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 Post subject: On Giving "in Season"
PostPosted: Tue Nov 20, 2012 9:37 pm 
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So on exploring various stuff on Access to Insight, I looked in the topic of generosity, apparently the first step in the Buddha's gradual process to enlightenment. I found a page that gave various verses addressing various aspects of generosity, and I began to think about when it is right to give given how many conservatives in particular push the idea of responsible charity. After a while a ran across this verse from the Sappurisadana Sutta:

"These five are a person of integrity's gifts. Which five? A person of integrity gives a gift with a sense of conviction. A person of integrity gives a gift attentively. A person of integrity gives a gift in season. A person of integrity gives a gift with an empathetic heart. A person of integrity gives a gift without adversely affecting himself or others."

What does it mean to "give a gift in season?" From the words alone, it would seem to have a lot to do with the last point of giving a gift that does not negatively affect the receiver. The usual conservative example of irresponsible giving is giving money to the homeless person on the street and that person immediately going to buy liquor, cigarettes, or drugs with that money. This is clearly unwanted, but balancing this reality with and Buddha's (more so Christ's in my case) call for generosity has always been an interest of mine. I would assume that such scenarios were in the Buddha's mind when he spoke this, so how would giving "in season" relate to this, if at all? Thanks for any information you can provide.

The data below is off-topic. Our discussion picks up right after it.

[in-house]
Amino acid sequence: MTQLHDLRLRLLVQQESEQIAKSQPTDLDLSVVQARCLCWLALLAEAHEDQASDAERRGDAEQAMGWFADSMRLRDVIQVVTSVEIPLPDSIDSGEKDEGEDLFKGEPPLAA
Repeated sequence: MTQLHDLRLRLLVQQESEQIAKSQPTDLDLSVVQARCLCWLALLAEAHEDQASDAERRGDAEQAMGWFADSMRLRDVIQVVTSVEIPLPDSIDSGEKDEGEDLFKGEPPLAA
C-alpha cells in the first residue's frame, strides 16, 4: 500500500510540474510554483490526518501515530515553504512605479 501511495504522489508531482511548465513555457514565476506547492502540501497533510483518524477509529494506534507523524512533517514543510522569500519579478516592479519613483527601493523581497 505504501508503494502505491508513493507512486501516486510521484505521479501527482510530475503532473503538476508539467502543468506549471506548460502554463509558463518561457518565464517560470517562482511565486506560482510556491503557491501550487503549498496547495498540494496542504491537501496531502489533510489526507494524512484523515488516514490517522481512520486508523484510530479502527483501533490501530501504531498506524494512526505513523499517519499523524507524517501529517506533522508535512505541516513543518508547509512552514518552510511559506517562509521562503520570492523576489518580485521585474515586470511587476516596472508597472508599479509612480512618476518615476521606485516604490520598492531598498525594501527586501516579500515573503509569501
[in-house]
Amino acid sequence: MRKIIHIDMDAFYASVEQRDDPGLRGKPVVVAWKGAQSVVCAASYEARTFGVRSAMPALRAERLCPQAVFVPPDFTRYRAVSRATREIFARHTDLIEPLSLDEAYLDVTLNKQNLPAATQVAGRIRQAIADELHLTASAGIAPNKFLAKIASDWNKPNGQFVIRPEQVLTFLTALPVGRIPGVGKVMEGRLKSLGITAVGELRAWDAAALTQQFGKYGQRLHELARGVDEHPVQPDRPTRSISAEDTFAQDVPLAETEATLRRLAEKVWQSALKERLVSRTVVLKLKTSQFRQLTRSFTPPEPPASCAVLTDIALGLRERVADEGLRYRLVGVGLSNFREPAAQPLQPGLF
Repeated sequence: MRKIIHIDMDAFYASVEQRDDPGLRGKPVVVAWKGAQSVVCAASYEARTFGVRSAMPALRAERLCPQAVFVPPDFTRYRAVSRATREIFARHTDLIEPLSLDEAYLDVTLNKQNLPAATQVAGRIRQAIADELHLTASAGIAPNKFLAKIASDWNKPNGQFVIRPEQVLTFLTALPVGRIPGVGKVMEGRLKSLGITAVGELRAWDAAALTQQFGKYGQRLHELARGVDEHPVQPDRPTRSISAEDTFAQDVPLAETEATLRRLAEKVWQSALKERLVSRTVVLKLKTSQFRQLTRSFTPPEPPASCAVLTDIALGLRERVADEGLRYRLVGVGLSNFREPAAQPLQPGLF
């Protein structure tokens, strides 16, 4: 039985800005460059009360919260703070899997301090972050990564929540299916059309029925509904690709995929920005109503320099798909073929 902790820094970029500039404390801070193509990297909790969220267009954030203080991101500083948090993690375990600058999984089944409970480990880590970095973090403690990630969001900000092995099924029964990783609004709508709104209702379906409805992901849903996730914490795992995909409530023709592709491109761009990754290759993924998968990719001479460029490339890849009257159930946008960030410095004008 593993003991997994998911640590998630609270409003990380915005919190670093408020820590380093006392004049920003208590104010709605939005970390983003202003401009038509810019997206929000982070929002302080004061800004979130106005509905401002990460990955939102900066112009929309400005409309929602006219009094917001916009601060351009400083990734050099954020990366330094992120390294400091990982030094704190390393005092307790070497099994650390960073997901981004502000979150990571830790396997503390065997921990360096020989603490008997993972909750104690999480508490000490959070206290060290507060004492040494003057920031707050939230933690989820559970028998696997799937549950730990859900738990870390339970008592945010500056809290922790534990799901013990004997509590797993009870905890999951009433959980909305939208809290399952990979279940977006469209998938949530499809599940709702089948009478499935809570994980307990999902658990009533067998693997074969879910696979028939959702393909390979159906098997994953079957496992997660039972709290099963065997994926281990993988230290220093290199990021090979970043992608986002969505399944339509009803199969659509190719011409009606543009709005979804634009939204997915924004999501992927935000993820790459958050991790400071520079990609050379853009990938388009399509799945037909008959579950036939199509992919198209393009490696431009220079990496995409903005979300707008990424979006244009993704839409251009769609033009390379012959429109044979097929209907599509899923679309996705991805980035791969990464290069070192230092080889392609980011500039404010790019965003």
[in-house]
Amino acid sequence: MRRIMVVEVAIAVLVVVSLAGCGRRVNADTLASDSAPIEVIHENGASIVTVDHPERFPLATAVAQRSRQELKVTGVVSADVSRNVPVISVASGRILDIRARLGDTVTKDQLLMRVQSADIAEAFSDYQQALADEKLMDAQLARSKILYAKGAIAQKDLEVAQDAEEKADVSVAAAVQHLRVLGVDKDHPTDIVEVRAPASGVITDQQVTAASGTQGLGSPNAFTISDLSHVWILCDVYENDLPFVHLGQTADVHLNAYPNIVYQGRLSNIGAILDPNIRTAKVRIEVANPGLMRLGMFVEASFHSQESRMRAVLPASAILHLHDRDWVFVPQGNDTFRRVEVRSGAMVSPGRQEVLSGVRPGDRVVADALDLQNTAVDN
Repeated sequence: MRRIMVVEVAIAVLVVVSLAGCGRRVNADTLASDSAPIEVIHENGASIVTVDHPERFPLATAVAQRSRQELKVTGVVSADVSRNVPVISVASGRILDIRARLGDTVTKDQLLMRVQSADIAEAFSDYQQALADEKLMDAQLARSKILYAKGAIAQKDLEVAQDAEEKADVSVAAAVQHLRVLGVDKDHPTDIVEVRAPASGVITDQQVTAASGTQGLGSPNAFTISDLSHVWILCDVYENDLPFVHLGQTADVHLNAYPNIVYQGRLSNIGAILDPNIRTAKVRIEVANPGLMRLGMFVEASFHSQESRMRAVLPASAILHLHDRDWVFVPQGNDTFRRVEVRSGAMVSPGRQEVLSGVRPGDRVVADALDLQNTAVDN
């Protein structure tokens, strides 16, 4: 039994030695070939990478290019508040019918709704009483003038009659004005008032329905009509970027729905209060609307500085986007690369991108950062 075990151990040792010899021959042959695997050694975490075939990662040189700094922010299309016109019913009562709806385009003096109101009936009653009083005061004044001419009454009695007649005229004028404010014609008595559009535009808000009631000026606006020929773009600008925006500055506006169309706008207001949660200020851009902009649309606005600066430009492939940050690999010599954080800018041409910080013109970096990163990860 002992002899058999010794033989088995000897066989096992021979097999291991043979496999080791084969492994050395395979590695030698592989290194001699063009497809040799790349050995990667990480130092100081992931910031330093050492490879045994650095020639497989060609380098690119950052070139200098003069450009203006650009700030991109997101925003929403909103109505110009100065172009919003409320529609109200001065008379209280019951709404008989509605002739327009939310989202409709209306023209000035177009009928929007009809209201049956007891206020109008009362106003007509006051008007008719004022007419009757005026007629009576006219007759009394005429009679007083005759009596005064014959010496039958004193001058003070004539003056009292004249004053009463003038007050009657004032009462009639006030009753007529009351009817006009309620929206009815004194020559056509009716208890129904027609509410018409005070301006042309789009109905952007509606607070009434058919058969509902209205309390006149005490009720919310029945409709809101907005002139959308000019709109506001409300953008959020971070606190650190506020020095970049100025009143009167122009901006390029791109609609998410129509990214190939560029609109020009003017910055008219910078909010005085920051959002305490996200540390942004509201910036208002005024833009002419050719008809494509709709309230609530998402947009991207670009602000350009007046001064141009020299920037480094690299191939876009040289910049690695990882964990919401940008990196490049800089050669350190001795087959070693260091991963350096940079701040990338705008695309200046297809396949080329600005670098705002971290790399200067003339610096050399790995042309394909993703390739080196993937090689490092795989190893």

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PostPosted: Tue Nov 20, 2012 10:55 pm 
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There may be as many answers to this is there are Buddhists. To me, it seems the major thing is that one is mindful of gift giving such that the gift is clearly for the benefit of the recipient and not the giver. The "in season" would seem to speak to the appropriateness of a gift. Something given "out of season" could either be wildly extravagant or something one had laying around for a long time & decided that giving it as a gift would be a good way to "get rid" of it.